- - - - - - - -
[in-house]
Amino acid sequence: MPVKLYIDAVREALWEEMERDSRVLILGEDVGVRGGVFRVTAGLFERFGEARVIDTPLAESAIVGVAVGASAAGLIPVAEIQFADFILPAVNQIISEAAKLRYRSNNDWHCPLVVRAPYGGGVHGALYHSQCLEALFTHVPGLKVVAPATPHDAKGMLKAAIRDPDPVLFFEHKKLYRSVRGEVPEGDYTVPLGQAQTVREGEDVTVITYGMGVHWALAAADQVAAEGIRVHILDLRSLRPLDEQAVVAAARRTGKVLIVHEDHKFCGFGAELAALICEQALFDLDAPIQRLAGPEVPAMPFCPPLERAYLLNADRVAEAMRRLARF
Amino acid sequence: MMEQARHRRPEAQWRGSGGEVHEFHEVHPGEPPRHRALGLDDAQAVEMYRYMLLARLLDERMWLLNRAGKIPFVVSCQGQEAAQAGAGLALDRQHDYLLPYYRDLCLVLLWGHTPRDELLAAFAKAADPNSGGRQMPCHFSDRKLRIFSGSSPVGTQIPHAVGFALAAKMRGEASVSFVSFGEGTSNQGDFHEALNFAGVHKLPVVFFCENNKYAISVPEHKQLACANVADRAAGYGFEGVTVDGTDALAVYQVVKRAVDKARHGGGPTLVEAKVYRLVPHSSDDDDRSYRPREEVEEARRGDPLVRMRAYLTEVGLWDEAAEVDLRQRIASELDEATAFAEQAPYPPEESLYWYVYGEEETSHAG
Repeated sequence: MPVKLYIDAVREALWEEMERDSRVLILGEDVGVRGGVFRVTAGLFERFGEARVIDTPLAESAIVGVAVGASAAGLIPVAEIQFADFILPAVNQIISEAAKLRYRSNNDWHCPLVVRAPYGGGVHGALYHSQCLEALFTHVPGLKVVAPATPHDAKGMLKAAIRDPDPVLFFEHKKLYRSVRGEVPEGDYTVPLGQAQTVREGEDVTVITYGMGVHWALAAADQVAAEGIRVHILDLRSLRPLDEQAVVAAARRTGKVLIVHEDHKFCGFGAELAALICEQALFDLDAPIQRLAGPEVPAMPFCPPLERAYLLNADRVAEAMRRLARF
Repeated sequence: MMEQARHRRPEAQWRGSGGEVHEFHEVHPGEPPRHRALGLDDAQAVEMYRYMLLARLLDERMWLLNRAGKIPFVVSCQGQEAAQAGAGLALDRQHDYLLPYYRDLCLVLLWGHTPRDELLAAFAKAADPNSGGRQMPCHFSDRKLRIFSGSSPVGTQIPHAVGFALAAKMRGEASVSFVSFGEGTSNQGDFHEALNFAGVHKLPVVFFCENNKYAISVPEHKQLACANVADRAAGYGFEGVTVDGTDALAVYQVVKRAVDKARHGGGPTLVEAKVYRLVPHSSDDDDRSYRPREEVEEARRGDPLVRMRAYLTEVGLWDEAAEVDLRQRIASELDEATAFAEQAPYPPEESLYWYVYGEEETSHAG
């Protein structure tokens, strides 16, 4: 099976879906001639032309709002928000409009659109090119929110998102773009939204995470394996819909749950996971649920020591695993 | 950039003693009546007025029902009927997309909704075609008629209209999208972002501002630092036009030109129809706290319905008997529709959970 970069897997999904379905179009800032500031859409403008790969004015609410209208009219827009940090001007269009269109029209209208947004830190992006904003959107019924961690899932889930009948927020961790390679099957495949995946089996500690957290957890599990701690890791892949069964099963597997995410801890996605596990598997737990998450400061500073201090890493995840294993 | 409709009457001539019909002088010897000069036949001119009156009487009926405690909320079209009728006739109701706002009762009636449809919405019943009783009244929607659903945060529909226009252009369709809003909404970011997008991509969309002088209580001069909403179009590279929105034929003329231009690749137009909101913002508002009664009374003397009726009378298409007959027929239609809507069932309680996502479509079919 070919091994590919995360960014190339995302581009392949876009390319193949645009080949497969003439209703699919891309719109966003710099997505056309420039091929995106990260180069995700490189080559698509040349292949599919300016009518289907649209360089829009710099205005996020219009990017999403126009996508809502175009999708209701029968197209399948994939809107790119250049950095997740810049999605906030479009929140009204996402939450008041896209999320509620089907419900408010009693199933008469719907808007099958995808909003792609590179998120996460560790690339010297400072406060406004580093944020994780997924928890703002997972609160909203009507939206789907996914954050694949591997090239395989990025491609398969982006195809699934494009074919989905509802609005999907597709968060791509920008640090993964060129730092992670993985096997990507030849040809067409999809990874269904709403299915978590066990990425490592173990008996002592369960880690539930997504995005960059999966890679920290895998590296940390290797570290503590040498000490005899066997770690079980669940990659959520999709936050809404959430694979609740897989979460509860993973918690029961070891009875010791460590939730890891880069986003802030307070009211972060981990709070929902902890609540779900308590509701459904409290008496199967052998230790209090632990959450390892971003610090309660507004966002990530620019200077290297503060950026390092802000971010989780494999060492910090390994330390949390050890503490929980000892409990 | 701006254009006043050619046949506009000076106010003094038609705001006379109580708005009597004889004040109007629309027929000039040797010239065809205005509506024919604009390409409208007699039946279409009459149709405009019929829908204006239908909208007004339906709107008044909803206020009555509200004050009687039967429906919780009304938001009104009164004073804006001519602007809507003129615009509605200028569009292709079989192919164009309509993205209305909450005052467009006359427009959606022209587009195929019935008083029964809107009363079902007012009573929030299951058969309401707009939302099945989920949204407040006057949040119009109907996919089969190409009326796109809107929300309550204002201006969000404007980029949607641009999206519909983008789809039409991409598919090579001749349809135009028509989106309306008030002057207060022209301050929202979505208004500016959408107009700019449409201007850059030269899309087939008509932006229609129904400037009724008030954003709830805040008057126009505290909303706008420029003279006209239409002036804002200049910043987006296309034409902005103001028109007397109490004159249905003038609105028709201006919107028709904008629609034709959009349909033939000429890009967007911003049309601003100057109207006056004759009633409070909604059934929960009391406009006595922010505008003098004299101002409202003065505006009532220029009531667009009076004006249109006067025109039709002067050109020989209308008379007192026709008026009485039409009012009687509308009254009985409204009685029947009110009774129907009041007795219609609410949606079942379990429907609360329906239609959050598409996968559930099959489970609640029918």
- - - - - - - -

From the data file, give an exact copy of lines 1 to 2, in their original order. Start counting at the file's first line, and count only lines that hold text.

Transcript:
[in-house]
Amino acid sequence: MPVKLYIDAVREALWEEMERDSRVLILGEDVGVRGGVFRVTAGLFERFGEARVIDTPLAESAIVGVAVGASAAGLIPVAEIQFADFILPAVNQIISEAAKLRYRSNNDWHCPLVVRAPYGGGVHGALYHSQCLEALFTHVPGLKVVAPATPHDAKGMLKAAIRDPDPVLFFEHKKLYRSVRGEVPEGDYTVPLGQAQTVREGEDVTVITYGMGVHWALAAADQVAAEGIRVHILDLRSLRPLDEQAVVAAARRTGKVLIVHEDHKFCGFGAELAALICEQALFDLDAPIQRLAGPEVPAMPFCPPLERAYLLNADRVAEAMRRLARF